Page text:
The music was as carefully curated as the logistics, with a punk for the whole family vibe with headliners like the Descendents barking out a respectably earnest "I Don't Wanna Grow Up," and the Dead Milkmen rambling through a surprisingly entertaining Marcus Bachmann intro to "Bitchin' Camero" ("Marcus told me that I wasn't born short, it's a lifestyle choice!" mugged lead singer Rodney), all while kids conceived to Green Day pogoed in their brand new patched jackets.

While the Descendents were more a confirmation ("Huh, that's what Milo looks like now") than a revelation, and the Milkmen's novelty vamping is like rewatching Repo Man (still funny, even if you know what's coming), the classic '93-'96 Guided By Voices started slow and, after one false start, tore up the stage. They've always got the secret soul of Cheap Trick inside of them, and Bob Pollard took them through the Bee Thousand- and Alien Lanes-heavy set with a relaxed, confident swagger that turned even bummers like "Tractor Rape Chain" into chugging rockers, and electrified pop nuggets like "Kicker of Elves." Not every legacy band did as well — Olivia Tremor Control played a bland, mid-tempo set, disappointing us Elephant 6 fans in the audience.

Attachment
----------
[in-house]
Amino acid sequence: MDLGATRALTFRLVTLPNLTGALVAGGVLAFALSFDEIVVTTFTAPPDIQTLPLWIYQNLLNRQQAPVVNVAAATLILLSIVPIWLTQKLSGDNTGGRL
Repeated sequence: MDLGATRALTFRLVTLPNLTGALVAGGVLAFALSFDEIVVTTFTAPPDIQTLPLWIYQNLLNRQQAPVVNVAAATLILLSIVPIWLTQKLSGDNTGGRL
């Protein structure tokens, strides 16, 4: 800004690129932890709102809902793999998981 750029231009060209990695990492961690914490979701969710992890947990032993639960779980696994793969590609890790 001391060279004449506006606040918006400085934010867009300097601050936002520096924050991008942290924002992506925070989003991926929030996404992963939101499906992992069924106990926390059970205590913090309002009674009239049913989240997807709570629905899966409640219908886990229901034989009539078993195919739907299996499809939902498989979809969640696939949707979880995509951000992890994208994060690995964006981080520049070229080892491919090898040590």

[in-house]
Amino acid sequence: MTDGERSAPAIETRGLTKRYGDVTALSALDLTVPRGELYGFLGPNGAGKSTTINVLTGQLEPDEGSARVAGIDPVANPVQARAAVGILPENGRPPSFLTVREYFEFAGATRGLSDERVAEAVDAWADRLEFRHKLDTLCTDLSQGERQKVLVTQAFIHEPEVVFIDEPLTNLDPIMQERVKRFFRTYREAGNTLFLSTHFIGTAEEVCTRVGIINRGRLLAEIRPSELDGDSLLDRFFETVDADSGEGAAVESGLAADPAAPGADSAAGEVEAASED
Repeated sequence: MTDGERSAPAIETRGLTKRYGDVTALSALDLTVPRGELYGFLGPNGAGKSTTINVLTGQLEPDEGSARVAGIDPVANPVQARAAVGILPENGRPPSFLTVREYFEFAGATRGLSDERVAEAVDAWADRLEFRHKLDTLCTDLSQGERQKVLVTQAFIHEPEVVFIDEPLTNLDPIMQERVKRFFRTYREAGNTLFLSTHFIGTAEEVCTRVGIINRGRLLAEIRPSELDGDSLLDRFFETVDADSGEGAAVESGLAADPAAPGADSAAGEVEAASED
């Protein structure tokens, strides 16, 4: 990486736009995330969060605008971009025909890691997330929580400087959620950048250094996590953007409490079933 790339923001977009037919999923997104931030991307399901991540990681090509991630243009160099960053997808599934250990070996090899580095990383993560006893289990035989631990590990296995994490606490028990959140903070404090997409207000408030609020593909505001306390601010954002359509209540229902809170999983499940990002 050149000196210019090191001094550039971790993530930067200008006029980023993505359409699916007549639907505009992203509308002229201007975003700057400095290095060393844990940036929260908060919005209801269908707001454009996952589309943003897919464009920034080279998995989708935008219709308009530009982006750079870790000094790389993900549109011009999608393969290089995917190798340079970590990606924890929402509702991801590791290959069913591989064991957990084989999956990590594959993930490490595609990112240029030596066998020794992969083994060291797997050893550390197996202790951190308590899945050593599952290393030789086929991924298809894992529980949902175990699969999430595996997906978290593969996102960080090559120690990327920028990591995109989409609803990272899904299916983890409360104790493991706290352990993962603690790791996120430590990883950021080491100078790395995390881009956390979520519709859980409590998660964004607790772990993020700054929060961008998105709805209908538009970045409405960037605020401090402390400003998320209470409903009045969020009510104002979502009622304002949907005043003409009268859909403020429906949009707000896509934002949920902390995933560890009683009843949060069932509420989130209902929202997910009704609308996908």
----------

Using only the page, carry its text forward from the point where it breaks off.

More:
Olivia Tremor Control's lackluster performance was made more apparent by their immediate predecessors, Canadian psych rockers Pink Mountaintops. The Mountaintops, this time playing as a duo of Stephen McBean (guitars and vox, looking like a haggard Jeff Daniels) and Jeremy Schmidt (keys), played an epic set of slowed down, opened up riffs, hitting the perfect balance between the fuzzy wash of Spacemen 3 and the dancey Motorik vibe of Moroder in Munich.